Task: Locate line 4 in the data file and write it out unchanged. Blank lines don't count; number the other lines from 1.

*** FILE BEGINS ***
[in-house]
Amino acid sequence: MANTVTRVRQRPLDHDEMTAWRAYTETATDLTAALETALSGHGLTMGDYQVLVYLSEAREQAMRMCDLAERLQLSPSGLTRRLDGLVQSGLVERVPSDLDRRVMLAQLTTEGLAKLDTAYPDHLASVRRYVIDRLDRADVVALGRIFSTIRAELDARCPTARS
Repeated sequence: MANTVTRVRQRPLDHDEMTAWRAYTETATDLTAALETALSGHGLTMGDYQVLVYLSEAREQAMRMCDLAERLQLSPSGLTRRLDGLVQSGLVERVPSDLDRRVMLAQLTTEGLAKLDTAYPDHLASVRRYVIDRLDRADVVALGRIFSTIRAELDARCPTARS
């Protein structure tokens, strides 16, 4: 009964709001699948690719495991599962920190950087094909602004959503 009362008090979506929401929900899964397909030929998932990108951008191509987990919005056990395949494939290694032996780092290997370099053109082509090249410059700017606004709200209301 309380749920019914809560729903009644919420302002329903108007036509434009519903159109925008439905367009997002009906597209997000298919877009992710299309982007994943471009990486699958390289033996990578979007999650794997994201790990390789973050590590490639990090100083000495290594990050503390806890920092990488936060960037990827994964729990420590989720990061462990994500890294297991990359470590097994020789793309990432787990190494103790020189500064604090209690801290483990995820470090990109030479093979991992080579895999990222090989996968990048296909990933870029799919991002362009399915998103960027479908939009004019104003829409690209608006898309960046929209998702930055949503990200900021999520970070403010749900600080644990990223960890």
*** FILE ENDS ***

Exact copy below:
């Protein structure tokens, strides 16, 4: 009964709001699948690719495991599962920190950087094909602004959503 009362008090979506929401929900899964397909030929998932990108951008191509987990919005056990395949494939290694032996780092290997370099053109082509090249410059700017606004709200209301 309380749920019914809560729903009644919420302002329903108007036509434009519903159109925008439905367009997002009906597209997000298919877009992710299309982007994943471009990486699958390289033996990578979007999650794997994201790990390789973050590590490639990090100083000495290594990050503390806890920092990488936060960037990827994964729990420590989720990061462990994500890294297991990359470590097994020789793309990432787990190494103790020189500064604090209690801290483990995820470090990109030479093979991992080579895999990222090989996968990048296909990933870029799919991002362009399915998103960027479908939009004019104003829409690209608006898309960046929209998702930055949503990200900021999520970070403010749900600080644990990223960890």